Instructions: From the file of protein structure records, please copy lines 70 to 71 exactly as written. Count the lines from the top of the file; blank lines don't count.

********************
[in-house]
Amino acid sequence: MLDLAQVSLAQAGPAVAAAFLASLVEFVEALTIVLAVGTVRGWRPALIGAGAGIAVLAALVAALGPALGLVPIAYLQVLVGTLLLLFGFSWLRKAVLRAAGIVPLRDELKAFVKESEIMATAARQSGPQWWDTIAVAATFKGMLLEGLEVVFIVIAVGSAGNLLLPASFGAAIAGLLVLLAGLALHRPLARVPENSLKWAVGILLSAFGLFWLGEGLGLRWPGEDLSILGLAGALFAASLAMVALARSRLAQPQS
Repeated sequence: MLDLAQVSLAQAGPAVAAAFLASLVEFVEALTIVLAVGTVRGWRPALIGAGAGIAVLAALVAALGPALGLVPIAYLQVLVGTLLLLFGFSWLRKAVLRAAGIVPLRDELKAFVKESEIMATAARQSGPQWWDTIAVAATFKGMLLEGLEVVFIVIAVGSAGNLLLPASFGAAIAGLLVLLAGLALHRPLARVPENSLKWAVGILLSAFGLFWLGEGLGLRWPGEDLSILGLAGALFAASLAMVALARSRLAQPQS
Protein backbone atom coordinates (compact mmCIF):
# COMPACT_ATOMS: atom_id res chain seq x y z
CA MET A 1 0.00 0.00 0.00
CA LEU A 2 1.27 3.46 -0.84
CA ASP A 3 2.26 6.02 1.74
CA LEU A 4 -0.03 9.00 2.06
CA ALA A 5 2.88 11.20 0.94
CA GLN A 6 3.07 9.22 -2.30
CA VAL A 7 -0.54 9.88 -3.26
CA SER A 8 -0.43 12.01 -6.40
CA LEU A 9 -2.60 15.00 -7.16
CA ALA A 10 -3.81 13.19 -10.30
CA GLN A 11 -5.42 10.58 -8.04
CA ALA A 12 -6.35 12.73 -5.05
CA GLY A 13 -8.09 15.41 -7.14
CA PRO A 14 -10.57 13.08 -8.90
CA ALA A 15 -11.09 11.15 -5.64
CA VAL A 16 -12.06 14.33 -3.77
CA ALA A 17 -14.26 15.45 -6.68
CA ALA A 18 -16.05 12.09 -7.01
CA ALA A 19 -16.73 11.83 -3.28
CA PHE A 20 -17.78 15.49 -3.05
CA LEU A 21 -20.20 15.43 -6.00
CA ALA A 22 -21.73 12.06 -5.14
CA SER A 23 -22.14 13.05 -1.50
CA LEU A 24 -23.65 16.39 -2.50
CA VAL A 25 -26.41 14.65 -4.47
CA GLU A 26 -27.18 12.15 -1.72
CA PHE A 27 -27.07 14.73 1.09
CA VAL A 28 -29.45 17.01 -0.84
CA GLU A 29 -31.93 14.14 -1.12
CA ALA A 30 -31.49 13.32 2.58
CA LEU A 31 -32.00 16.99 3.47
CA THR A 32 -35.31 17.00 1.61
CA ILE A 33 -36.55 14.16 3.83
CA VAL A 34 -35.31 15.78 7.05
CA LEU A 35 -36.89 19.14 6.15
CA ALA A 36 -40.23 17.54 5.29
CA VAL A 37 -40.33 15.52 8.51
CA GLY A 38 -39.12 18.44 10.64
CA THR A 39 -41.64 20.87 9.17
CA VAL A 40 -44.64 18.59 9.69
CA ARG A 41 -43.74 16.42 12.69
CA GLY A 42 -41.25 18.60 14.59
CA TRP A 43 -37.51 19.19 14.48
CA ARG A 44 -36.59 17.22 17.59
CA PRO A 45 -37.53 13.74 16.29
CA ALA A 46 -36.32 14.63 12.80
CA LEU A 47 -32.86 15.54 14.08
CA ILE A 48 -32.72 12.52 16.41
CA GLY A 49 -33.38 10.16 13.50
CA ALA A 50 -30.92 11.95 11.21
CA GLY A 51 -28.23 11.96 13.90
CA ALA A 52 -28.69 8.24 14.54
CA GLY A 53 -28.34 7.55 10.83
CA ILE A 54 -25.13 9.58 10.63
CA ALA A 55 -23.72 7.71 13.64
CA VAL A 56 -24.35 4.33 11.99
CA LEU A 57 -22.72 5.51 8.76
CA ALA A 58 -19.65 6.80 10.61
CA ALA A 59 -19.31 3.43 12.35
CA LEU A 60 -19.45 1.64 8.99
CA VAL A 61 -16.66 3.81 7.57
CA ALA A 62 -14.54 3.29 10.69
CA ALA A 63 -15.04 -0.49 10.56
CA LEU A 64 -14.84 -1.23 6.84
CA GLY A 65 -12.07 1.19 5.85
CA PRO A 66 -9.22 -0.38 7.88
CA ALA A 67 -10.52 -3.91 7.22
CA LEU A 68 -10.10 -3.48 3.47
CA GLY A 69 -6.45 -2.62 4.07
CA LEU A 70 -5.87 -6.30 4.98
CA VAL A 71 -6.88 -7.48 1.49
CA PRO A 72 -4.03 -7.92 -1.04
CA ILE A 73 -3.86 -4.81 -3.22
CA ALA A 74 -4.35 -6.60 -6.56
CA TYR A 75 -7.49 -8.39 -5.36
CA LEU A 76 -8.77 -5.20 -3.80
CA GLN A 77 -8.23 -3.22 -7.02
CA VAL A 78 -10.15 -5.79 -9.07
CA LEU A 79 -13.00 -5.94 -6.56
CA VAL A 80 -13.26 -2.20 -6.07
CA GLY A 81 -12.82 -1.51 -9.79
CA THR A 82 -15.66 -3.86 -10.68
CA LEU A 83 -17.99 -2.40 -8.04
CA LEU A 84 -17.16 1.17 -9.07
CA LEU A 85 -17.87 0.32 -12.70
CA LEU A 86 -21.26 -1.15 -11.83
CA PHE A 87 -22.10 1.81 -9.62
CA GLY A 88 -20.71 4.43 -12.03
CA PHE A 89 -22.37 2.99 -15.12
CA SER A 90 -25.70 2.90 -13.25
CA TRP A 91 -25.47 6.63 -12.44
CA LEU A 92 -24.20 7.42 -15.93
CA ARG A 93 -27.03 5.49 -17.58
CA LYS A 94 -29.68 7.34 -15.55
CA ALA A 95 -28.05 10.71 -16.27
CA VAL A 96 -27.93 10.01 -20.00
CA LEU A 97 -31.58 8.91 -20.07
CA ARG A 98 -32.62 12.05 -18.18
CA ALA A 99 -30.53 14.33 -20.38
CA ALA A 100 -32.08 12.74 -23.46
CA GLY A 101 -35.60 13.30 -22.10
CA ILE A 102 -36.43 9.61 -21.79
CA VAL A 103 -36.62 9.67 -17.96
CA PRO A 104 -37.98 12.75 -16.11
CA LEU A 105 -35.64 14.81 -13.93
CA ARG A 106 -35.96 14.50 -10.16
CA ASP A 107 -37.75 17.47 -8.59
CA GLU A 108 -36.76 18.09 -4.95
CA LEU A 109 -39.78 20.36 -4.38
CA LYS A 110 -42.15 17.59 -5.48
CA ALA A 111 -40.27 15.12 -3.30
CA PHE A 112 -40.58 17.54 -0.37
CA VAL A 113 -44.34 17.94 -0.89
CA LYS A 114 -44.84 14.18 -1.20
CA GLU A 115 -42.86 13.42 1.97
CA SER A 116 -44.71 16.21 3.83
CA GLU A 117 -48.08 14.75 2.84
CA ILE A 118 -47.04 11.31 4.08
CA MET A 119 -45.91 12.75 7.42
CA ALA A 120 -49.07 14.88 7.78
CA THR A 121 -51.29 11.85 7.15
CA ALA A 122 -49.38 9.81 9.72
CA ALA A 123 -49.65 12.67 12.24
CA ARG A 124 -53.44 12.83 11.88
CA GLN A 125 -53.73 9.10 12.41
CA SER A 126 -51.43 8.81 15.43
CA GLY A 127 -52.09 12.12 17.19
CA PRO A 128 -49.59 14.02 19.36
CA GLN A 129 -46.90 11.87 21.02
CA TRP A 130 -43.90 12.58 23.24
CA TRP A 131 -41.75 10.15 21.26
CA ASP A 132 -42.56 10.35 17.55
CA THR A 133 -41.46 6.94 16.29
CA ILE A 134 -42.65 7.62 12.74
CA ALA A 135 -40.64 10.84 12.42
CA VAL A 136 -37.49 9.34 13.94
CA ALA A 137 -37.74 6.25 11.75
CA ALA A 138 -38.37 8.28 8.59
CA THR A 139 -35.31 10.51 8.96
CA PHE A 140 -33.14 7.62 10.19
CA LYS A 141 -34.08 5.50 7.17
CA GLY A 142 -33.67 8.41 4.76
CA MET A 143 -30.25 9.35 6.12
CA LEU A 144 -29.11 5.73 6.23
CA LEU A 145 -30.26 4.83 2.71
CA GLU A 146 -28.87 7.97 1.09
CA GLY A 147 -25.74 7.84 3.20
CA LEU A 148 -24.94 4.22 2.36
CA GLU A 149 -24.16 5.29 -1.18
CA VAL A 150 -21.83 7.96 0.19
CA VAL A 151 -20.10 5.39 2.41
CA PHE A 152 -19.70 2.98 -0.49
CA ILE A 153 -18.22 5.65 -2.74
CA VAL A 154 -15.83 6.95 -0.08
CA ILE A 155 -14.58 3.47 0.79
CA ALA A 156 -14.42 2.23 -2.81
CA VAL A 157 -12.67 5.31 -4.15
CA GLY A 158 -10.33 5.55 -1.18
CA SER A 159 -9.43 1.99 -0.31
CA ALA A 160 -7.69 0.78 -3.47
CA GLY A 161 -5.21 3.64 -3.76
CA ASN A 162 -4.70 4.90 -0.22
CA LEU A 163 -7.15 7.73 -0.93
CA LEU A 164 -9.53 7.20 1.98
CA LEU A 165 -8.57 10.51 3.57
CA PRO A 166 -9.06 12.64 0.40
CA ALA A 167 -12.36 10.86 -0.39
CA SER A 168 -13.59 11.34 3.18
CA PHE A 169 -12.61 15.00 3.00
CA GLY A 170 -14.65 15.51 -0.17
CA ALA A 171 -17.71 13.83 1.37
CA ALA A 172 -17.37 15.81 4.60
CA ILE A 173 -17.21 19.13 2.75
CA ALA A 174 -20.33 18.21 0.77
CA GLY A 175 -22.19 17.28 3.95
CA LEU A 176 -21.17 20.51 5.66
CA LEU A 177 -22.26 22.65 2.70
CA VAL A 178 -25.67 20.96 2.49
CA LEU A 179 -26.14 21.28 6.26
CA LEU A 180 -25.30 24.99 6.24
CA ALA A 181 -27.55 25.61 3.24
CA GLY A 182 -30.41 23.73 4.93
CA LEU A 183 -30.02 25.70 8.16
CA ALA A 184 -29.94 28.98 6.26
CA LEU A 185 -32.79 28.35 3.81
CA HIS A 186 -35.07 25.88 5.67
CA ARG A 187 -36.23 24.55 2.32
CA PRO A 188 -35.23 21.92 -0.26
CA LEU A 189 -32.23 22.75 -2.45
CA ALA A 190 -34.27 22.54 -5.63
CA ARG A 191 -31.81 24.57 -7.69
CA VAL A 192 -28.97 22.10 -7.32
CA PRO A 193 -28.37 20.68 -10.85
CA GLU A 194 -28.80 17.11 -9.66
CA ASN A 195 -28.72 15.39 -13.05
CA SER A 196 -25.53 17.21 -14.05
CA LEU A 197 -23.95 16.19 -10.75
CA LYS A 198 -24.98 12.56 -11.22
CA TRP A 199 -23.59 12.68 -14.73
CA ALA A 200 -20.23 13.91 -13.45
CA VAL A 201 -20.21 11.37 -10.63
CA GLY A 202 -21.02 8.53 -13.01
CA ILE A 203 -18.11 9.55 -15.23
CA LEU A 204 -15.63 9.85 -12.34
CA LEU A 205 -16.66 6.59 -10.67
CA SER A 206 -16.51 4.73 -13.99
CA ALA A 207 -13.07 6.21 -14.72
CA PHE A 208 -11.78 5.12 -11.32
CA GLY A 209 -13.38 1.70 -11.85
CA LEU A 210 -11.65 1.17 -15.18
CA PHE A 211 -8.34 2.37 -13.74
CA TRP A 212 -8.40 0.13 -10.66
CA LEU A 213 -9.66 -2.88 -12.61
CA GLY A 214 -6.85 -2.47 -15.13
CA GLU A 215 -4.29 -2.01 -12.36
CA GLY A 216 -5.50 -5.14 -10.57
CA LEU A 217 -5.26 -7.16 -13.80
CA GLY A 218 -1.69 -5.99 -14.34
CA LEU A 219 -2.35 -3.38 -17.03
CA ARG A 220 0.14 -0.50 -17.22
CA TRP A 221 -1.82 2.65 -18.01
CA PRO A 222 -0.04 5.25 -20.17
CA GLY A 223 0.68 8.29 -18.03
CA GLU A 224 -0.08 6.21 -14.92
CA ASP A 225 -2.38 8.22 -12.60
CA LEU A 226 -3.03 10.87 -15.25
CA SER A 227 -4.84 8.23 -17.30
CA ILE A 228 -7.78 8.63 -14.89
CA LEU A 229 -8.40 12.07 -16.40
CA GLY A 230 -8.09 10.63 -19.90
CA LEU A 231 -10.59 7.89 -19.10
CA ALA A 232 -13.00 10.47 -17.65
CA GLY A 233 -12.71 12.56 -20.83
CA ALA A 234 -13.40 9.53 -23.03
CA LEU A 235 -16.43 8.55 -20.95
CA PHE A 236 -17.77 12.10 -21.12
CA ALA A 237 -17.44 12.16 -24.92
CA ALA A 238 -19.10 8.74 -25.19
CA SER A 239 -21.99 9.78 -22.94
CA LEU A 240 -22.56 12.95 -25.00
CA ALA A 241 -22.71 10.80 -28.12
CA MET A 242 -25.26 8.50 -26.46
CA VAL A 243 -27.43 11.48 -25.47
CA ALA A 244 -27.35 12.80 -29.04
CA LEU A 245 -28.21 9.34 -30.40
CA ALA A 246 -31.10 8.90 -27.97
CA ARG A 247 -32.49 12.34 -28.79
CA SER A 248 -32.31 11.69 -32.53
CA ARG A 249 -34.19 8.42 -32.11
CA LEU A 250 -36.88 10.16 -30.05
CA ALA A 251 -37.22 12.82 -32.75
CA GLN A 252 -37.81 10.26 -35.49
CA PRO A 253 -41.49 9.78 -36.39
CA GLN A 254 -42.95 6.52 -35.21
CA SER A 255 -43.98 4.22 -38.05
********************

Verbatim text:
CA GLY A 65 -12.07 1.19 5.85
CA PRO A 66 -9.22 -0.38 7.88